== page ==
We casually accept that it is our right to choose our wireless, natural gas and internet service providers-even our grocery store. Yet the state continues to deny the right of choice to the majority of electricity consumers.
The ability to choose electric service providers should be little different from these other services. Electricity choice is particularly important as some of these choices could be critical not just to individuals, institutions or business, but to the state. Did you know there are some electric service providers that provide nothing but renewable energy?
Renewable energy is a critical issue to many Californians yet they have no ability to access it. Instead they must rely on their assigned utility to buy it for them and at most, will only receive less than a quarter of their electricity from renewable sources.
People get caught up in the energy crisis. No argument that there were problems, but not with retail energy, a customer's right to choose had been operating for several years – successfully – before the crisis hit the wholesale market. And it continues today. In fact, Commerce Energy just celebrated the ten year anniversary with their first residential customer in California, who is still happily enjoying the benefits of choice.
Choice was suspended in the electricity market, however, when there was a supply crisis in 2001. Then Governor Davis proclaimed that a "state of emergency" existed within California as the result of unanticipated shortages in electricity and the resulting increases in wholesale electricity prices.
The proclamation and subsequent legislation directed the state to procure power on behalf of the utilities, one of which was bankrupt with another threatening. The Public Utilities Commission was also directed to suspend the right of consumers to exercise customer choice while the state procured the necessary power.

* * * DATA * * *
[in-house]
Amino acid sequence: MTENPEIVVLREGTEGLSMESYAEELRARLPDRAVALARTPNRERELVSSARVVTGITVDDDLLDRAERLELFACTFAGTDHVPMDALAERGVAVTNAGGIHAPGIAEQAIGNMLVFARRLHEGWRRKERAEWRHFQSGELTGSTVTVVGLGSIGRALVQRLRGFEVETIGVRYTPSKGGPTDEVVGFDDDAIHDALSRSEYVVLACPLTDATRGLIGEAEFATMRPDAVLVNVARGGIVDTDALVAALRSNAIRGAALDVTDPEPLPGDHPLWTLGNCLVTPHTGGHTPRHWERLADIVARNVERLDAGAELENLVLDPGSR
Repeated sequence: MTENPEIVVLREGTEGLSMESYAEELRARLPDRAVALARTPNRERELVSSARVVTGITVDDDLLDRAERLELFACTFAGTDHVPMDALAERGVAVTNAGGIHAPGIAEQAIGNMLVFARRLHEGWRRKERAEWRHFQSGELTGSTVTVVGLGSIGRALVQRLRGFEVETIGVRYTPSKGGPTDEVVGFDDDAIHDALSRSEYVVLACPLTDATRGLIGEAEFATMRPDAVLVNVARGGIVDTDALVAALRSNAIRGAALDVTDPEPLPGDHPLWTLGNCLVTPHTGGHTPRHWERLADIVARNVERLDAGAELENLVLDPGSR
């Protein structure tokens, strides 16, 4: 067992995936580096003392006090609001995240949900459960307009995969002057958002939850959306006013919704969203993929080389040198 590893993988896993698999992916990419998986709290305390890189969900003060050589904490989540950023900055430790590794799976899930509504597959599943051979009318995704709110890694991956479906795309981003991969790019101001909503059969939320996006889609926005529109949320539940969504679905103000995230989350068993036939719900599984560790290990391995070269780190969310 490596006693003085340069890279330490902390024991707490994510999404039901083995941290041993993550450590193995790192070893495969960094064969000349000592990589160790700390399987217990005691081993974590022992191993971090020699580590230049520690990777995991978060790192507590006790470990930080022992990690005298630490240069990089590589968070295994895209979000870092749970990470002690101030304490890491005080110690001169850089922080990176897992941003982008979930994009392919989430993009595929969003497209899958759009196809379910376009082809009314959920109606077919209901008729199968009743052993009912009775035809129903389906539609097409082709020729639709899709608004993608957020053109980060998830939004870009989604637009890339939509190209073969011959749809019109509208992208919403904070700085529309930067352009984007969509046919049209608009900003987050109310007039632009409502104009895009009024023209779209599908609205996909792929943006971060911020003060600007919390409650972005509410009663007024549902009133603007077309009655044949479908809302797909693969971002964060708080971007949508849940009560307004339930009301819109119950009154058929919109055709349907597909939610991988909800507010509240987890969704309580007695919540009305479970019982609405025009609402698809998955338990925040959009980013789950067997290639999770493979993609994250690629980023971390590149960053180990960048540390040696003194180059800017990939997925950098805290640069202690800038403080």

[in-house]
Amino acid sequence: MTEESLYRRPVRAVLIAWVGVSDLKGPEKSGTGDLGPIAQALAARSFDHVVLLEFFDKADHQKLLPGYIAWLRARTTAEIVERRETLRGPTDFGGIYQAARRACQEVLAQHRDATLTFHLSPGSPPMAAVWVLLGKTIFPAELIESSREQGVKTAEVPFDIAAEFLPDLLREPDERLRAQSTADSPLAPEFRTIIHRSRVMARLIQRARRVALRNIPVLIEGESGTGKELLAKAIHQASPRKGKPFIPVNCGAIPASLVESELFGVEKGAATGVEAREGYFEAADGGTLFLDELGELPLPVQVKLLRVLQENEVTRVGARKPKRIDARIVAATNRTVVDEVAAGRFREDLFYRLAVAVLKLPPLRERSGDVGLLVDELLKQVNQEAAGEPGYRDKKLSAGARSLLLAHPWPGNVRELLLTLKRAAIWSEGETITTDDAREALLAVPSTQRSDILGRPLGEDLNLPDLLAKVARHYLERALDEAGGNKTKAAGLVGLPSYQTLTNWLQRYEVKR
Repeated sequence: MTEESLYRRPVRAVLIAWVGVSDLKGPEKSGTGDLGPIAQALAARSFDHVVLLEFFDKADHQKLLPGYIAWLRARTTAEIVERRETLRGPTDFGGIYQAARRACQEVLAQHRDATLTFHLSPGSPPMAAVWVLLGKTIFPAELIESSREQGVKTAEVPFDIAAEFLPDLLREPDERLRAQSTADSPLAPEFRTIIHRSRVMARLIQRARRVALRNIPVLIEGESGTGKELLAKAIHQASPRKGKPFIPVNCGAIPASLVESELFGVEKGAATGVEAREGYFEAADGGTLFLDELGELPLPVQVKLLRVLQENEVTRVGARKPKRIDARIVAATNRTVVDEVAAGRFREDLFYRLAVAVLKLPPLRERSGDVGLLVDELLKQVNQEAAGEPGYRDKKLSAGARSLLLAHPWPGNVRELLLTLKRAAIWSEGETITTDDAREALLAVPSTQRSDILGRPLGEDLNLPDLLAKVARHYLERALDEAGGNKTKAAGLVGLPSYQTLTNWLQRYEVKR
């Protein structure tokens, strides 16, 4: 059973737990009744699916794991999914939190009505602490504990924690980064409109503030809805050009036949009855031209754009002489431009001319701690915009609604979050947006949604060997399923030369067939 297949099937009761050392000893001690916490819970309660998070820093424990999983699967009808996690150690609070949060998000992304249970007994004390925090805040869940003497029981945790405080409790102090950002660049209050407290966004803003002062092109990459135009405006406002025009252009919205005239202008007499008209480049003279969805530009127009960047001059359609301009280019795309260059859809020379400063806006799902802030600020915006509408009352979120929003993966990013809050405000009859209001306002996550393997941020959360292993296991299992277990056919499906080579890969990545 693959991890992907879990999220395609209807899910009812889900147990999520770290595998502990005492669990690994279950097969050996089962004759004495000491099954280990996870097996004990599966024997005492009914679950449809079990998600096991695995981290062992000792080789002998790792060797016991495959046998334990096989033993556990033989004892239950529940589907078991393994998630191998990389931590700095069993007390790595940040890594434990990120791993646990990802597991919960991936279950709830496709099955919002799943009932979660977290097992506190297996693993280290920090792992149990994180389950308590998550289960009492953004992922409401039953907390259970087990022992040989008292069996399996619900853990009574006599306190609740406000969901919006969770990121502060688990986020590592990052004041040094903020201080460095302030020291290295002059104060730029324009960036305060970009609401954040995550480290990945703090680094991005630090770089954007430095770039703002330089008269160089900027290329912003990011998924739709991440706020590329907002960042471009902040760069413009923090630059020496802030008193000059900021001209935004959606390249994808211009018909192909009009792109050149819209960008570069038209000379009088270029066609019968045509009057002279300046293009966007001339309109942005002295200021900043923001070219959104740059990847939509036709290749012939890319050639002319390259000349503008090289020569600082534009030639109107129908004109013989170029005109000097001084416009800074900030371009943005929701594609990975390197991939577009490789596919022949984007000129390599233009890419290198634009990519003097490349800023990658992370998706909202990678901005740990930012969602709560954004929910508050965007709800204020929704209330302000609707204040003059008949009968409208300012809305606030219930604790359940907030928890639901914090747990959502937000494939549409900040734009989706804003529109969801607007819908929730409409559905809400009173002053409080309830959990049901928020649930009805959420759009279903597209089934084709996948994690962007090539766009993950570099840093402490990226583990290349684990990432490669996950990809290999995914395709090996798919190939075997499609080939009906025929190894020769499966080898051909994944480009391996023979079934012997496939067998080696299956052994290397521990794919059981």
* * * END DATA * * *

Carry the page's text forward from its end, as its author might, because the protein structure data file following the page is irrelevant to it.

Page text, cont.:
There are some of us still able to exercise choice because we were already doing so before choice was suspended. As a group, those currently exercising customer choice comprise an impressive cross-section of California and the state's economy. We include governments, schools and universities, hospitals, manufacturers, agricultural customers, retail malls and stores, restaurants and fast-food chains, hotels, amusement parks as well as residential customers and small businesses.
Today the crisis is well behind us, and the reasons why customer choice was suspended have either been served, addressed through legislation or regulation, or no longer pertain. This is largely due to positive actions taken by the Commission and the Legislature. The continued suspension of customer choice as a permanent regulatory condition is unnecessary and counter-productive for California consumers.
Moreover, suspended customer choice means Californians who want to buy renewable power have no avenue to do so. This is a shame because we have a historic opportunity to empower Californians to reduce their climate change emissions through personal and economic choices within their reach, such as the choice to purchase renewable power.
The Public Utilities Commission is currently working on a proceeding that will lead to the lifting of the suspension of customer choice. The Commission should continue and finish this important work and choice should be restored.
The notion that the constitutionally chartered Public Utilities Commission is not the right place to review and address the delivery of electricity is absurd. There are hundreds of talented and knowledgeable experts at the PUC whose mission is to regulate the delivery of electricity. The original restructuring plan originated at the PUC. The market design problems that ultimately caused the meltdown almost a decade ago stemmed from the involvement of the Legislature in a process that attempted to include a little something for everyone, but led to unforeseen, unintended consequences.
Critics contend that customer choice was a "key component" of restructuring, but never demonstrate how customer choice had anything to do with the crisis, because they can't. Instead, opponents of customer choice use hyperbole to manipulate people's perspective on choice at a time when personal empowerment can yield societal benefits through the wider availability of renewable power, as well as competitive disciplining of utility prices.
The people of California realized this when they turned back Proposition 80 in 2005, which would have forever taken away the opportunity for customer choice of electricity providers. Yet the naysayers persist.
It is time for the state agency with the experience and expertise, the PUC, to build on the market changes they and the Legislature have been working on since 2001, take the successes of other states in the intervening years in to account, and restore Californian's right to choose.